image Photo: CENTCOM

ISIS still a threat to Iraq amid US withdrawal

A further 2,200 United States military personnel have been withdrawn from Iraq.

According to a statement by White House Press Secretary Kayleigh McEnany, the reduction leaves just 3,000 U.S. troops in Iraq. After saying that Washington wants to “ensure that the Iraqi security forces are well trained and our U.S. troops are doing a magnificent job doing just that,” she stated that “We believe that now is the time when we can make this drawdown, keep the country stable, because of the training that our troops have done.”

It is important to note that the latest pull out follows the handing-over of numerous military bases to the Iraqi Armed Forces, including the strategic Taji Air Force Base.

U.S. Army Col. Myles Caggings commented that the international coalition led by the United States “has invested $347 million here to improve the runway that helps the Iraqi army aviation. We’ve improved the infantry training facilities to help the Iraqi army and we have divested many millions of dollars of property and equipment to the (Iraqi) Ministry of Defense. The coalition has departed eight bases across Iraq in 2020, we’ve departed these bases because the Iraqi security forces are more capable than Daesh (Islamic State).”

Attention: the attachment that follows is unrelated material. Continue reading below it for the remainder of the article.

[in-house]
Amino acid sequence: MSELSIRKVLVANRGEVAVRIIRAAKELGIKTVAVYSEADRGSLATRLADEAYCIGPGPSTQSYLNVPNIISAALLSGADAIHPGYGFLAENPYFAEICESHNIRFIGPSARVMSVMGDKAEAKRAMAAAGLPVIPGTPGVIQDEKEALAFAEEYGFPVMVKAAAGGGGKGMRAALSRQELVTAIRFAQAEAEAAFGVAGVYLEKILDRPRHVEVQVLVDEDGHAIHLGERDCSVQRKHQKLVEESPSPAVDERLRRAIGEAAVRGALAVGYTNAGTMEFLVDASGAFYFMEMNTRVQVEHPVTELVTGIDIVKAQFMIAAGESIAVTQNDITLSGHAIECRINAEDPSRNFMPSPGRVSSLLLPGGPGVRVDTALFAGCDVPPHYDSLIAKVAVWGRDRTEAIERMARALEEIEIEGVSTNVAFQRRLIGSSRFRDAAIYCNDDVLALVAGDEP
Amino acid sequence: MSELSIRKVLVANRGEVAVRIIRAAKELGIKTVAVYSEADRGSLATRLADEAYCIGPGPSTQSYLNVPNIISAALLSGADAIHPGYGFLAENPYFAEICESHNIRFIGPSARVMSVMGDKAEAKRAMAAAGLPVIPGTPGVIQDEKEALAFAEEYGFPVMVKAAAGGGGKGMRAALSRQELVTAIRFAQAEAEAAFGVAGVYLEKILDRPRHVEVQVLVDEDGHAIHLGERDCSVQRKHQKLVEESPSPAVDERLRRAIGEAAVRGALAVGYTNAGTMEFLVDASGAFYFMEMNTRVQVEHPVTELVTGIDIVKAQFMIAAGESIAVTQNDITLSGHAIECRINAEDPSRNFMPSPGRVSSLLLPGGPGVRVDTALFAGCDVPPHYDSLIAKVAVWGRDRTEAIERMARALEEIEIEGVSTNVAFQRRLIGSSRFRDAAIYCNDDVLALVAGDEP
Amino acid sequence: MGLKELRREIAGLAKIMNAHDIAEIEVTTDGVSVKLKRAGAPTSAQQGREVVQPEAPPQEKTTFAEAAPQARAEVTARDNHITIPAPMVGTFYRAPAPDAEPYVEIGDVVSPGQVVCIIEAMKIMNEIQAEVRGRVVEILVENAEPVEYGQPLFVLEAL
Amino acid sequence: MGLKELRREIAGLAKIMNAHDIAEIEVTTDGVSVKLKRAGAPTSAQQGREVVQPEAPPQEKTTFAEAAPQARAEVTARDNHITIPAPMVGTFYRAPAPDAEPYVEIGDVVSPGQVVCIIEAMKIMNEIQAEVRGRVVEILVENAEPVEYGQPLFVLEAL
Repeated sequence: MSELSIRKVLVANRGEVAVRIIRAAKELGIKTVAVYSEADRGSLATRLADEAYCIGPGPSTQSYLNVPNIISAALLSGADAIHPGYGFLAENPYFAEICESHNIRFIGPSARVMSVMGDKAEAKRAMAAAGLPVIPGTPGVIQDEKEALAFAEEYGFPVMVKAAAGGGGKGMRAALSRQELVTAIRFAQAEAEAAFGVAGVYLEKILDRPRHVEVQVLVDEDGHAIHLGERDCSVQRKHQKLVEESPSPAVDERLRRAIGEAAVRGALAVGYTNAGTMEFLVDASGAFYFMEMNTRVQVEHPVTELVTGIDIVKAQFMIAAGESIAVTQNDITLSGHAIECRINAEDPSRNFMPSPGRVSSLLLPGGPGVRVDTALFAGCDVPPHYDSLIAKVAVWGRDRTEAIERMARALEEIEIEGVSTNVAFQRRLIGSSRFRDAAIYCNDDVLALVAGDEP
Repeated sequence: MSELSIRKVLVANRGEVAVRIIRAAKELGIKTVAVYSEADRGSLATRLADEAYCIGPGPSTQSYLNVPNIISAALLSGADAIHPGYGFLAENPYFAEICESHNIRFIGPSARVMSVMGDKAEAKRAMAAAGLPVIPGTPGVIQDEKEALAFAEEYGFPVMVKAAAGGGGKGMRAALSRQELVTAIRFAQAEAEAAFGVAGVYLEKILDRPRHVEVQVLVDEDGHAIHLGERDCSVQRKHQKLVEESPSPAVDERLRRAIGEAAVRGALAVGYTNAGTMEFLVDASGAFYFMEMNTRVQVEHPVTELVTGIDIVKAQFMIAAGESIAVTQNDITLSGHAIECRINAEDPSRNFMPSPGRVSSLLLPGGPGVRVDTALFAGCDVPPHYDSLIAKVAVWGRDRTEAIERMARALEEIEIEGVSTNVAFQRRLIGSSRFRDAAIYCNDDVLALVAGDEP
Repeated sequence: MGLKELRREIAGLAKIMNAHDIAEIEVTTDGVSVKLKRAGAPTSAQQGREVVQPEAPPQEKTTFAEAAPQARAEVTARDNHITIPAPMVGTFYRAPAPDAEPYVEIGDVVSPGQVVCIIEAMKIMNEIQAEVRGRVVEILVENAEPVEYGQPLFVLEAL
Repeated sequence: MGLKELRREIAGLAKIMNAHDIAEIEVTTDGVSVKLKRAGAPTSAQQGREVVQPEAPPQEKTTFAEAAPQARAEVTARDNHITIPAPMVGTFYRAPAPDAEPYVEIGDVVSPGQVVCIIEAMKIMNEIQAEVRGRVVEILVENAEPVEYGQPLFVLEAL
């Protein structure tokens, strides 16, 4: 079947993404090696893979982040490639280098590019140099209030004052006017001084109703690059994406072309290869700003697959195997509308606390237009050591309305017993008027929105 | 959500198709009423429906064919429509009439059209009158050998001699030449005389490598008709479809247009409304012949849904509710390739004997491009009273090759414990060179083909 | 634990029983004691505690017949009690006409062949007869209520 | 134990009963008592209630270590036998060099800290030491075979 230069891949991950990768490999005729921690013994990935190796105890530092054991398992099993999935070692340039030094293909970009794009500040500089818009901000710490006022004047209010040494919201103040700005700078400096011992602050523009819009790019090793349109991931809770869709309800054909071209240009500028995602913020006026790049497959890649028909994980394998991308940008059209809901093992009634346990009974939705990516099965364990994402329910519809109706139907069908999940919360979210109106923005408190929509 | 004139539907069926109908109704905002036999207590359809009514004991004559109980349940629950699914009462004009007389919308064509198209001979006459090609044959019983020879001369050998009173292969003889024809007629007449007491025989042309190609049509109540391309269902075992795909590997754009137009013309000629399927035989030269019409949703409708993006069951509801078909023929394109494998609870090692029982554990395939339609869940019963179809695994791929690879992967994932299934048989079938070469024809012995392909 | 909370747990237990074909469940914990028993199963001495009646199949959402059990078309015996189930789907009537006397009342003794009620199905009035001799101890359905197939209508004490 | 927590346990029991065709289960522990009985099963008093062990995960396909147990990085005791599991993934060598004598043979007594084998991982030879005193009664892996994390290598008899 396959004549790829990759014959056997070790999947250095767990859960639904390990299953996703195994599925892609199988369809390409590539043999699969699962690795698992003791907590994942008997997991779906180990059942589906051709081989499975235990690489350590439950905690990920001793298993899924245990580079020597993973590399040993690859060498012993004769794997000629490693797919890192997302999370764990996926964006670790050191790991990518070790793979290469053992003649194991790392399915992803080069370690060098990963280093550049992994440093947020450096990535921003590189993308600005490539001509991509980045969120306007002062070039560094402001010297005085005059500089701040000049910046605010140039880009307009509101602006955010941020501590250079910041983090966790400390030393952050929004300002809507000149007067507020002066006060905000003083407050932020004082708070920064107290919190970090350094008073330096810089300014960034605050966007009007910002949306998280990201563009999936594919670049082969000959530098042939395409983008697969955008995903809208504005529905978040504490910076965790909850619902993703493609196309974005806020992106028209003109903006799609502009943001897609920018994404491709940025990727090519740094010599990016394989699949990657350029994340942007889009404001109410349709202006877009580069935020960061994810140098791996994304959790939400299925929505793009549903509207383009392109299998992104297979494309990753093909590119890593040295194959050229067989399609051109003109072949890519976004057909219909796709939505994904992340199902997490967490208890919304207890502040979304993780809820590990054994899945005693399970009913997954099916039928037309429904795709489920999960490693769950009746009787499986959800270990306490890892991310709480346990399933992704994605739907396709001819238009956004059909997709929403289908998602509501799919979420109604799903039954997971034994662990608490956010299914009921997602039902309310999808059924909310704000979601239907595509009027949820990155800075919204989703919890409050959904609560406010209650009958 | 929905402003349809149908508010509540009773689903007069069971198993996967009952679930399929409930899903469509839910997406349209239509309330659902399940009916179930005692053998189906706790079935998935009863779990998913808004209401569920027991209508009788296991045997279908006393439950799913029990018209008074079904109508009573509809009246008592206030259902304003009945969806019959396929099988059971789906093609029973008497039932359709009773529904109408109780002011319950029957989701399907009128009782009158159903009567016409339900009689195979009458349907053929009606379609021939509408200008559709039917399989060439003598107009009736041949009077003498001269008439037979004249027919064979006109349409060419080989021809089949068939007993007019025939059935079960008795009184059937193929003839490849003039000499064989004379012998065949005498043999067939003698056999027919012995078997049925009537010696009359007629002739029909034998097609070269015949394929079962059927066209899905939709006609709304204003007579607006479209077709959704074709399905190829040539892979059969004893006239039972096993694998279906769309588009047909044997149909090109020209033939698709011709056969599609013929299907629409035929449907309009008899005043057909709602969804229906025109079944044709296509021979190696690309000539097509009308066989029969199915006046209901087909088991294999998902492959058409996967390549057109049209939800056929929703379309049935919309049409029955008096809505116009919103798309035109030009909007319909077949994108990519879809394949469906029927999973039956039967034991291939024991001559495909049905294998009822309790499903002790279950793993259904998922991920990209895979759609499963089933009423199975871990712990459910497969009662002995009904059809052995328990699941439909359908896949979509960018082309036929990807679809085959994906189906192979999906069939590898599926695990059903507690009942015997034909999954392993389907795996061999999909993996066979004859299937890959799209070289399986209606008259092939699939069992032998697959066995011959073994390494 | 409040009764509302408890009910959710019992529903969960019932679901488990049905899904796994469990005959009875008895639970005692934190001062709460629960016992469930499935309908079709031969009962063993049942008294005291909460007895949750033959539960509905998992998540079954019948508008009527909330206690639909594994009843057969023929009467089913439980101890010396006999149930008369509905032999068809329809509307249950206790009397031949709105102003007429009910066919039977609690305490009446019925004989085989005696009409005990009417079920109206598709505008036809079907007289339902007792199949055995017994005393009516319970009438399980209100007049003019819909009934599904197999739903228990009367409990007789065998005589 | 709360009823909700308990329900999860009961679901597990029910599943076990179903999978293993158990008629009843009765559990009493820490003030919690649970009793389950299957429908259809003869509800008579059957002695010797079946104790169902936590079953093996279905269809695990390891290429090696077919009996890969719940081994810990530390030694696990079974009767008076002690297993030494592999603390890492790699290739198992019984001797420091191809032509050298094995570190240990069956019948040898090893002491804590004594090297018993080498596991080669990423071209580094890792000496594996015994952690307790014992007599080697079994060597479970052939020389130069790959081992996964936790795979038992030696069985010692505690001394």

Despite increased responsibility for Iraq’s Armed Forces to combat the radical Islamic organizations on its own soil, a spokesman of the joint US-Iraqi Operations Command asserted that Baghdad will continue to cooperate with the U.S.-led coalition. “Our relations will continue with the international coalition” in “combating terrorism,” said Brig. Gen. Tahseen Ibrahim, saying that other ongoing operations include “training and the development” of Iraqi “capabilities,” as well as “the armament of our forces.”

In related developments, French President Emmanuel Macron has vowed to assist Iraq amid concern over the resurgence of Islamist Jihadism and U.S. military scale back. During an official visit to Baghdad last week, the French leader said, “Iraq has been going through a challenging time for several years, marked by war, terrorism, and I think you are at a critical moment of this story, as you are aware. The fight against Daesh is not over, even though we have defeated the territorial caliphate, Daesh fighters are still here, in the region, on your land and the fight against Daesh (Islamic State), in which France has invested so much in the framework of the international coalition, is ongoing. So, we will continue to act by your side, respecting Iraqi sovereignty in the framework of the international coalition – the struggle goes on.”

Macron also acknowledged that, “the second challenge is that of multiple foreign interferences, whether they are from years ago or more recently and which, in a country faced by all the challenges you mentioned, are interferences that can weaken even more your government, the state and the people’s interest.”